This wasn’t the case, but it did push Mike Conway to make an unscheduled stop during the fourth hour. The Toyota driver and later Dane Cameron found their way back to the front aided by other people’s misfortune which led to more caution periods. This also helped Penske to inch ever close to where it was when that incident occurred early in the race.

Behind the two Action Express entries were the No. 22 Ligier-Nissan which led before the sixth round of stops. Johannes Van Overbeek then rejoined third. Also in the lead before the stops was Gustavo Menezes for Rebellion Racing. The American moved from fifth to the lead, passing in this process Juan Pablo Montoya in T10 and, a few laps later, Van Overbeek on the outside of the first bend. The other ESM entry wasn’t faring that well after it was rear-ended and subsequently spun into the sandpit by the No. 85 ORECA. Scott Sharp was towed out of the sand but lost a lap, as did Chris Miller who also had to serve a drive-through penalty.

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Behind the two Action Express entries was the No. 22 Ligier-Nissan which led before the sixth round of stops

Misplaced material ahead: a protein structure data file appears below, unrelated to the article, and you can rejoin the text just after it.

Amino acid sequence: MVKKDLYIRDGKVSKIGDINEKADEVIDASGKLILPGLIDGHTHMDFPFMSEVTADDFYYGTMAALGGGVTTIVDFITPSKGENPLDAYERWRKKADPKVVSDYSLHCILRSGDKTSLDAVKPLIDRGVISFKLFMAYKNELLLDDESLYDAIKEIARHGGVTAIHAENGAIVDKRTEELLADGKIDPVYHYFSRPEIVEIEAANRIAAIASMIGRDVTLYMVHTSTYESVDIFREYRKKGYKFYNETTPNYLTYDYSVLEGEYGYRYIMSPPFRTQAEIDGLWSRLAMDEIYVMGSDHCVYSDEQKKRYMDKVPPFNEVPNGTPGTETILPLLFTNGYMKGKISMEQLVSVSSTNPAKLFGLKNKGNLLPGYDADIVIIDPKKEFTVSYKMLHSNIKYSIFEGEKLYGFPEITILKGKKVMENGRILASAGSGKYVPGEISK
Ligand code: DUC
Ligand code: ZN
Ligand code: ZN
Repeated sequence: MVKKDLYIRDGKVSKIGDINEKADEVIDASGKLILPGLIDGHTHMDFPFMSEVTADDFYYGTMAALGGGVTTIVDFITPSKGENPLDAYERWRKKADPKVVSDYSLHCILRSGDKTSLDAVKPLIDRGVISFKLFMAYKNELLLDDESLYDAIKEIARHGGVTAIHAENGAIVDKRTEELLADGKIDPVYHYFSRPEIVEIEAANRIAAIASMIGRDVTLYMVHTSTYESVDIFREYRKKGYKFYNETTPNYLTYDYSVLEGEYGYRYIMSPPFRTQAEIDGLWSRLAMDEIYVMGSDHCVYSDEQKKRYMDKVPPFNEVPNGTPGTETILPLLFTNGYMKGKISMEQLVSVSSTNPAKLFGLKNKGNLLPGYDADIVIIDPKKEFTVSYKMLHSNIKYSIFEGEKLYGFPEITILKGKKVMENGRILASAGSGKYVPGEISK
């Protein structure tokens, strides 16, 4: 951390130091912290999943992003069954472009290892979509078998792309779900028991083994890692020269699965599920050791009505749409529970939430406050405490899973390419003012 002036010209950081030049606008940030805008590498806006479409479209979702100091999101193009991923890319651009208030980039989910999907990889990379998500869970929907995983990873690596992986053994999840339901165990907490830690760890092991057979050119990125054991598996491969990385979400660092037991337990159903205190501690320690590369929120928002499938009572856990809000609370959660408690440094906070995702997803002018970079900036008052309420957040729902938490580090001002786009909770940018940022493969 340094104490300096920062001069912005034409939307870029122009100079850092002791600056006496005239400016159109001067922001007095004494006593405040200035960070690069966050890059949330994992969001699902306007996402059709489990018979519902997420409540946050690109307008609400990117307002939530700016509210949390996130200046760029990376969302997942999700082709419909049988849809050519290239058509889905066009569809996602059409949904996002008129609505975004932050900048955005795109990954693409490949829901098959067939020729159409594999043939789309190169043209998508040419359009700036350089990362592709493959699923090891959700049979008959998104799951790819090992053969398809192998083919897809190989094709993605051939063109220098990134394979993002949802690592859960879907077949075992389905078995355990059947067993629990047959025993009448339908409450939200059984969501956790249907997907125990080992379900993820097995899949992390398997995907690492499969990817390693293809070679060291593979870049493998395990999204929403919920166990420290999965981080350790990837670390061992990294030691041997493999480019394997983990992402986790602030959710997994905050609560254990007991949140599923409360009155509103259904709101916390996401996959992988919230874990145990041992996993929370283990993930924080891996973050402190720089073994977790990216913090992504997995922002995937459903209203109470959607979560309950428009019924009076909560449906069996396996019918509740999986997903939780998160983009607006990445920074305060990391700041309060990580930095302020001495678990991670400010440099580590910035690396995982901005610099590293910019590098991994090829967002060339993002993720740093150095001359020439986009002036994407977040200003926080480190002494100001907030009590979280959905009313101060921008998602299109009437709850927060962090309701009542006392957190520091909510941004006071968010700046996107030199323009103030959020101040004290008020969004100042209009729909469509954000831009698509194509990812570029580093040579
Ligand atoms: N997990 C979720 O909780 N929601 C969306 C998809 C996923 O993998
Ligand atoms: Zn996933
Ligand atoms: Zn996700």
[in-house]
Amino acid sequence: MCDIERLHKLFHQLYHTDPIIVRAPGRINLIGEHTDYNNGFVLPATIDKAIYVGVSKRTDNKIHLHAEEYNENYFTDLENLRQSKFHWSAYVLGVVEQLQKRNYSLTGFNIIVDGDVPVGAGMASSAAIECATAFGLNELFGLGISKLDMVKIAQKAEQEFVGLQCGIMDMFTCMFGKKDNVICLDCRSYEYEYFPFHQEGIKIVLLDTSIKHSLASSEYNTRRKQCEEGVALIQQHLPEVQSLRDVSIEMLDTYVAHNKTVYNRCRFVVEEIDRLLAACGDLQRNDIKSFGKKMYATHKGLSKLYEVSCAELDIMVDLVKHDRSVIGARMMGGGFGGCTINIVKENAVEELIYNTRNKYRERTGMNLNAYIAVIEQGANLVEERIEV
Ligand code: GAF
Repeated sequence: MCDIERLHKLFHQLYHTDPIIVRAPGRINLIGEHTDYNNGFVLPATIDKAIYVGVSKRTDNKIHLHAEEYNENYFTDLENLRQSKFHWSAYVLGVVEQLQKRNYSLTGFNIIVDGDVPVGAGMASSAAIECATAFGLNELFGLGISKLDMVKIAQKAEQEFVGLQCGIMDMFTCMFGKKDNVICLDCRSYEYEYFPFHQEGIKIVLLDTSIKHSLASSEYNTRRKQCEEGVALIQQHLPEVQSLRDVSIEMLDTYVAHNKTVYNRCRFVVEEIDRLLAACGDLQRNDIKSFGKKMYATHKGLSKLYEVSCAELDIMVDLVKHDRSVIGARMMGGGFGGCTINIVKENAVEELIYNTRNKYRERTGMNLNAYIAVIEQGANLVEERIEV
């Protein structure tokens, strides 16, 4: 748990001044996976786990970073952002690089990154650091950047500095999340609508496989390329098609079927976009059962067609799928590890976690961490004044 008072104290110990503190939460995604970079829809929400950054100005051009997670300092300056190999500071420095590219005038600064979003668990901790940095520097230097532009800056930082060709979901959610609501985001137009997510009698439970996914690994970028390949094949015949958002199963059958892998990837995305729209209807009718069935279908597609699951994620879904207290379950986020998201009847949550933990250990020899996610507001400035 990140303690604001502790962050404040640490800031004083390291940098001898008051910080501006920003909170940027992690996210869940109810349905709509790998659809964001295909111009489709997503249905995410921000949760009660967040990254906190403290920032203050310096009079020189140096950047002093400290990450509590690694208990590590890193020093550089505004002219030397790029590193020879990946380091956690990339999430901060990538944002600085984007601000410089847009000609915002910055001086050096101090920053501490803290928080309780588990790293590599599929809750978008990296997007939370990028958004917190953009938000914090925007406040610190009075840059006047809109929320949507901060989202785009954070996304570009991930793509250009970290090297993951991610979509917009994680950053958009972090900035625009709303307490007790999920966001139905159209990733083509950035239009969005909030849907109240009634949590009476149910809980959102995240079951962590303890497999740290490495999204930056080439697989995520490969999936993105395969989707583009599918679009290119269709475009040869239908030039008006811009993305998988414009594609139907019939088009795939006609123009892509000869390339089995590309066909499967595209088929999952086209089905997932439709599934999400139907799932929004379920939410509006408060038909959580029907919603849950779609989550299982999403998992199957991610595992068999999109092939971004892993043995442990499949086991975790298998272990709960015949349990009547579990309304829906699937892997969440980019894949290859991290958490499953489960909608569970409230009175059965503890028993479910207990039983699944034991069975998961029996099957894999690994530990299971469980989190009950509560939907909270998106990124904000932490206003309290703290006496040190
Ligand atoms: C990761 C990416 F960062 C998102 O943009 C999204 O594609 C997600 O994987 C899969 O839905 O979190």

The blind crest which the cars climb on the right side of the road as they exit the pits is sometimes a dangerous place to be if faster cars try to tackle the same place of asphalt on the racing line as they approach the Esses. Nick Heidfeld learned this the hardest of ways just after half distance when his Rebellion ORECA was tagged by the No. 38 Performance Tech ORECA FLM09 which came unsighted up the hill only to find the LMP2 car already there. Heidfeld stood to the inside for T2 and was touched by Kyle Masson, the contact sending the ex-F1 driver into the wall and causing terminal right-front damage on his car. The championship-winning No. 38 was also damaged, but it did rejoin after a long while in the garage.

The ensuing caution period saw Penske in the overall lead of the event and the No. 2 Ligier-Nissan back on the lead lap thanks to the wave-by procedure. It was then time for another row of pit stops. The black Penske ORECA then pitted as well which meant that the old order was back in place with the No. 31 ahead of the No. 5 and the No. 22. Brendon Hartley was on the move after the green flag was waved again and he passed both Simon Pagenaud and Jonathan Bomarito who was the third driver in the No. 90 Ligier.

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With all the incidents and continuous on-track battles whenever the track was green, time flew as if we were watching a Road To Indy sprint race